What does healthy grieving look like? I don’t really have an answer for that. There is such a range of what deep sadness looks like, how people enter into it, and what steps they take to allow themselves to feel. And there are layers to healthiness. Is it possible that something that isn’t physically healthy for you can be emotionally healthy? I’m really not sure.
I’ve been experimenting with this concept the last few days. Not on purpose, but just because of the choices I made. For the last several days I’ve been a little depressed. It started Saturday night, when I suddenly felt a rushing sense of anxiety such as I haven’t felt in a long time. It was as if my emotions were manifesting themselves in physical sensations, to the point that I even felt shaky and weak. I was heading out to a women’s get together in which we had been encouraged to bring a picture of someone we loved and a story to share about them. I picked up Emma’s large photo album and allowed myself to be vulnerable with a group of ladies that I am still getting to know. I needed to be able to cry publicly, to say Emma’s name out loud, to watch other people look at her pictures and smile. And so that is what I did.
It took me a little while to go to sleep later that night because even though my anxiety was not up to panic attack level, it was still noticeable. But in many ways I welcomed it. Most of the time I view anxiety as my enemy. I sigh and wallow through the once a month appearance of it, thankful that most of the time it is not nearly as noticeable or troublesome as it has been in the past. But because this anxiety seemed to be so inexplicably linked to the grief of 10 years, I welcomed it as an old friend.
Over the next few days that anxiety dulled to more of a quiet depression. Not really a darkness, but sort of a cloudiness in my soul. I muddled through my days and I gave in to my compulsive eating habits. This is the part that I am still trying to figure out the healthiness of. I knew that what I was doing was not healthy physically for me. I knew that the aches and pains I was feeling in my body very likely had to do with the amount of unhealthy food I was eating, but at the same time I knew I was consciously making a choice to do what felt good at the time. I’ve been trying to work on allowing myself to make choices, rather than feeling pressured into the “right” thing to do. So, instead of telling myself, “You shouldn’t eat that,” I want to be able to say, “I am going to eat ____.” Obviously my hope is that I would fill in that blank with healthy options, but I also know that sometimes I will fill in that blank with muffins, or cake, or ice cream, or chocolate. And in that case, I need to be able to say, “I am choosing to eat chocolate. It may not be the best choice, but it is a choice I am consciously making and I’m going to live with it right now.” I sort of think that if I consciously realize that I am making an unhealthy choice and free myself from the guilt that goes along with it, then I will find it easier to get back on track when I am ready to make those healthy choices. I’m not sure if this is true or not. I guess I’m hoping it is. I wasn’t completely free of guilt the last couple of days, but I definitely consciously chose the unhealthy options lots of the time. For me it seemed to be all wrapped up in this sadness and depression and that was something I was not fighting against, but allowing myself to feel.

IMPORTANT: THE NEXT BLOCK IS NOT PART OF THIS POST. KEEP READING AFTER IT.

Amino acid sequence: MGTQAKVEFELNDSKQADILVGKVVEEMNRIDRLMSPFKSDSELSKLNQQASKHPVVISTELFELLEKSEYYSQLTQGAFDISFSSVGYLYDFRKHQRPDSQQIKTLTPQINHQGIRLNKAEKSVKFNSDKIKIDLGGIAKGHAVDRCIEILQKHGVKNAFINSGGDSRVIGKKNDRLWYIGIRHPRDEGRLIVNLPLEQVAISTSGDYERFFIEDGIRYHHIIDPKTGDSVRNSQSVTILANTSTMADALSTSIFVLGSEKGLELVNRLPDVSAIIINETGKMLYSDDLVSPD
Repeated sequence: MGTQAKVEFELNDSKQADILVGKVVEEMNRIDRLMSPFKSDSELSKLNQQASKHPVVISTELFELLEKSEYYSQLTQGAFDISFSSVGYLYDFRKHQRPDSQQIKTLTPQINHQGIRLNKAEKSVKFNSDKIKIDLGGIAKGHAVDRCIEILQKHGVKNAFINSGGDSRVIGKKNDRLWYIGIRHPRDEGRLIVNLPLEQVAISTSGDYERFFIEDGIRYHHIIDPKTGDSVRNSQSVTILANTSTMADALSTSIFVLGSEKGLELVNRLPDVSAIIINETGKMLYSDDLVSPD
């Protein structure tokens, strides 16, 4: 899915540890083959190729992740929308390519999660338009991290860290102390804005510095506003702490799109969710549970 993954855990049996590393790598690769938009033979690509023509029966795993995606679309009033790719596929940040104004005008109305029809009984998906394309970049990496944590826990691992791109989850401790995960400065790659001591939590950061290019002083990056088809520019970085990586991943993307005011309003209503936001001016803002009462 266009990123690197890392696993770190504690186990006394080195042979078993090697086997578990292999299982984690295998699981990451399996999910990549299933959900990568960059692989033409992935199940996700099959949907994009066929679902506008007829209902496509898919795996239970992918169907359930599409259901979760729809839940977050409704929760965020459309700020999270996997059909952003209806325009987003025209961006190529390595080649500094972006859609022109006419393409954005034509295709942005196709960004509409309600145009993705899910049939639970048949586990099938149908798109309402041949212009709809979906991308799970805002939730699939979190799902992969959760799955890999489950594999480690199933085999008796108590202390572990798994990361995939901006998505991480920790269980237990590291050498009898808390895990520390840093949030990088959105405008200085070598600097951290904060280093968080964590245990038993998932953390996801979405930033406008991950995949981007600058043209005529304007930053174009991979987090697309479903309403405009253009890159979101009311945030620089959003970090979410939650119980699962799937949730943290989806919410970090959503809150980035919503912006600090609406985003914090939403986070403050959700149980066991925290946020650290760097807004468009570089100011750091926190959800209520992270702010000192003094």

I tried yesterday to get on and blog about how I was feeling. The title of my blog was “Blah.” And all I could think of to say was, “blah.” I decided to spare you that unhelpful and uninteresting post and wait until the words began flowing again. And today they did. I woke this morning feeling a clearness in my thoughts and a lightness to my soul. I was filled with hope and motivation for my day rather than dread for all the things I had to do. And with my better mood came the desire to make healthier choices with my eating and how I spent my time. And in many ways those choices have come pretty easy, because I wanted to make them.
I guess if I were dealing with depression every day for long periods of time, then it would not be good to allow myself to give into the unhealthy. But for a couple days, I don’t think I damaged myself permanently. The couple pounds I put on will come off easily enough and my body and mind will start to feel better as I fill my stomach with good things. So, unhealthy or healthy, this is what 10 years later looked like for me.
Note: The flowers pictured were given to me by a good friend on Emma’s heaven birthday, one day before the anniversary of her own daughter’s passing. Whereas I am 10 years away from that day, she is only 1 year out. I have been incredibly proud of her ability to enter into her grief, the way she has shared it with her family, and how she has allowed it to pour out into comfort for me. Thank you, Melinda.